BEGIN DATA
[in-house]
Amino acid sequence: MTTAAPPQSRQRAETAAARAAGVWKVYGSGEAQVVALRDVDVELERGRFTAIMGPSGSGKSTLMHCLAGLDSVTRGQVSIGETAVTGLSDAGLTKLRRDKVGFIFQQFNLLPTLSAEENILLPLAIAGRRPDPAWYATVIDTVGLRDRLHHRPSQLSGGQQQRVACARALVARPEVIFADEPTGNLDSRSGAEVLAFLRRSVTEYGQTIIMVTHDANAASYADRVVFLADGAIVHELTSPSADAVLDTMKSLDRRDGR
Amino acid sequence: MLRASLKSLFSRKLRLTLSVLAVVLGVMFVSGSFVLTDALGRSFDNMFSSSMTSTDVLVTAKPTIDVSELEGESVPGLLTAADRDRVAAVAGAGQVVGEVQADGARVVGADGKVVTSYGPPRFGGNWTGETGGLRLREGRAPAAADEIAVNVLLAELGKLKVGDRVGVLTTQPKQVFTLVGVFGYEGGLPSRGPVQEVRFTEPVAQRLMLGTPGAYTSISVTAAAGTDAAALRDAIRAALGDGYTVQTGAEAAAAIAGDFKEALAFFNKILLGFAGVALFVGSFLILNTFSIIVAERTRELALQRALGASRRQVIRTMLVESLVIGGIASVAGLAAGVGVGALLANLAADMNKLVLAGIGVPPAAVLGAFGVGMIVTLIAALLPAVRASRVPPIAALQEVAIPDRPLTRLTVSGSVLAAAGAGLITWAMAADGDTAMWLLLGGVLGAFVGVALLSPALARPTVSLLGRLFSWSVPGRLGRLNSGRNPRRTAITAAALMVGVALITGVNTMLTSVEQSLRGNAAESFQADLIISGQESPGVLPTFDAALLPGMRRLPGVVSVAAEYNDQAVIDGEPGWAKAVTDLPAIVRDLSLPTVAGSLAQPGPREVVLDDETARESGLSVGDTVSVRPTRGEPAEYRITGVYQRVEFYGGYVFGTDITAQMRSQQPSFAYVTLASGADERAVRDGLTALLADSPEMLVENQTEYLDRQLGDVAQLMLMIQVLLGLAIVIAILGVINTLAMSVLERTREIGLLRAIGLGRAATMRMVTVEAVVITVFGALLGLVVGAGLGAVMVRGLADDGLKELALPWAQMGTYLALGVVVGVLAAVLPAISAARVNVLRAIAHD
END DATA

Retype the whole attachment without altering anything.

[in-house]
Amino acid sequence: MTTAAPPQSRQRAETAAARAAGVWKVYGSGEAQVVALRDVDVELERGRFTAIMGPSGSGKSTLMHCLAGLDSVTRGQVSIGETAVTGLSDAGLTKLRRDKVGFIFQQFNLLPTLSAEENILLPLAIAGRRPDPAWYATVIDTVGLRDRLHHRPSQLSGGQQQRVACARALVARPEVIFADEPTGNLDSRSGAEVLAFLRRSVTEYGQTIIMVTHDANAASYADRVVFLADGAIVHELTSPSADAVLDTMKSLDRRDGR
Amino acid sequence: MLRASLKSLFSRKLRLTLSVLAVVLGVMFVSGSFVLTDALGRSFDNMFSSSMTSTDVLVTAKPTIDVSELEGESVPGLLTAADRDRVAAVAGAGQVVGEVQADGARVVGADGKVVTSYGPPRFGGNWTGETGGLRLREGRAPAAADEIAVNVLLAELGKLKVGDRVGVLTTQPKQVFTLVGVFGYEGGLPSRGPVQEVRFTEPVAQRLMLGTPGAYTSISVTAAAGTDAAALRDAIRAALGDGYTVQTGAEAAAAIAGDFKEALAFFNKILLGFAGVALFVGSFLILNTFSIIVAERTRELALQRALGASRRQVIRTMLVESLVIGGIASVAGLAAGVGVGALLANLAADMNKLVLAGIGVPPAAVLGAFGVGMIVTLIAALLPAVRASRVPPIAALQEVAIPDRPLTRLTVSGSVLAAAGAGLITWAMAADGDTAMWLLLGGVLGAFVGVALLSPALARPTVSLLGRLFSWSVPGRLGRLNSGRNPRRTAITAAALMVGVALITGVNTMLTSVEQSLRGNAAESFQADLIISGQESPGVLPTFDAALLPGMRRLPGVVSVAAEYNDQAVIDGEPGWAKAVTDLPAIVRDLSLPTVAGSLAQPGPREVVLDDETARESGLSVGDTVSVRPTRGEPAEYRITGVYQRVEFYGGYVFGTDITAQMRSQQPSFAYVTLASGADERAVRDGLTALLADSPEMLVENQTEYLDRQLGDVAQLMLMIQVLLGLAIVIAILGVINTLAMSVLERTREIGLLRAIGLGRAATMRMVTVEAVVITVFGALLGLVVGAGLGAVMVRGLADDGLKELALPWAQMGTYLALGVVVGVLAAVLPAISAARVNVLRAIAHD